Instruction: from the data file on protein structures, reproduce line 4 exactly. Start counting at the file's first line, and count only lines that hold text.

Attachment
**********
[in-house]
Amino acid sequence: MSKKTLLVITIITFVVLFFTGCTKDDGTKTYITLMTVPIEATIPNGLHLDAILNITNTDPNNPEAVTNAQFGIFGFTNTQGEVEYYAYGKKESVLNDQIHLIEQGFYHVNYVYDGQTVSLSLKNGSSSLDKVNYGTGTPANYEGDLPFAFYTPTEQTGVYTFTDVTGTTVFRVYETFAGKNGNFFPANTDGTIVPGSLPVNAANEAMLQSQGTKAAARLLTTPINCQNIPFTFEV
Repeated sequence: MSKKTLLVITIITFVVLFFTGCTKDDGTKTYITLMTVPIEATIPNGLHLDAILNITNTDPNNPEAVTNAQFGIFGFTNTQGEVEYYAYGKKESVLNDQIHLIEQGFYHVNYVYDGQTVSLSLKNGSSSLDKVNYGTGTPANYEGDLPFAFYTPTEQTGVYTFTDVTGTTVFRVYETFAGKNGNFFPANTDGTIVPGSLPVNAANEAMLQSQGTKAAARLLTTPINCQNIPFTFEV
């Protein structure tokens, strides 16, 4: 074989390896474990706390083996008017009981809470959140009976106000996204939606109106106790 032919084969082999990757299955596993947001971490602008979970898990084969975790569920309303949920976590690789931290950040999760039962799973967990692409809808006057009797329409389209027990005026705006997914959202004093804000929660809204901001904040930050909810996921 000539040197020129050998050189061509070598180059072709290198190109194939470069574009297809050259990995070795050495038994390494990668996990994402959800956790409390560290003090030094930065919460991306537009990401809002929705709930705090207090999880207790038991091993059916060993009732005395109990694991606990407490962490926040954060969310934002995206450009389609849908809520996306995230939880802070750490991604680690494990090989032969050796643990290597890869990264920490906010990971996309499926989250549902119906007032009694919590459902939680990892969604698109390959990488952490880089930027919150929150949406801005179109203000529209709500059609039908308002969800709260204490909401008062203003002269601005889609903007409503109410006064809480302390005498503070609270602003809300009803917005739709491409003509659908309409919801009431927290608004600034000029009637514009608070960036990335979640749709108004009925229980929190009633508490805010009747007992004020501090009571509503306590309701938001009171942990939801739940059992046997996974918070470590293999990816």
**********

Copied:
């Protein structure tokens, strides 16, 4: 074989390896474990706390083996008017009981809470959140009976106000996204939606109106106790 032919084969082999990757299955596993947001971490602008979970898990084969975790569920309303949920976590690789931290950040999760039962799973967990692409809808006057009797329409389209027990005026705006997914959202004093804000929660809204901001904040930050909810996921 000539040197020129050998050189061509070598180059072709290198190109194939470069574009297809050259990995070795050495038994390494990668996990994402959800956790409390560290003090030094930065919460991306537009990401809002929705709930705090207090999880207790038991091993059916060993009732005395109990694991606990407490962490926040954060969310934002995206450009389609849908809520996306995230939880802070750490991604680690494990090989032969050796643990290597890869990264920490906010990971996309499926989250549902119906007032009694919590459902939680990892969604698109390959990488952490880089930027919150929150949406801005179109203000529209709500059609039908308002969800709260204490909401008062203003002269601005889609903007409503109410006064809480302390005498503070609270602003809300009803917005739709491409003509659908309409919801009431927290608004600034000029009637514009608070960036990335979640749709108004009925229980929190009633508490805010009747007992004020501090009571509503306590309701938001009171942990939801739940059992046997996974918070470590293999990816």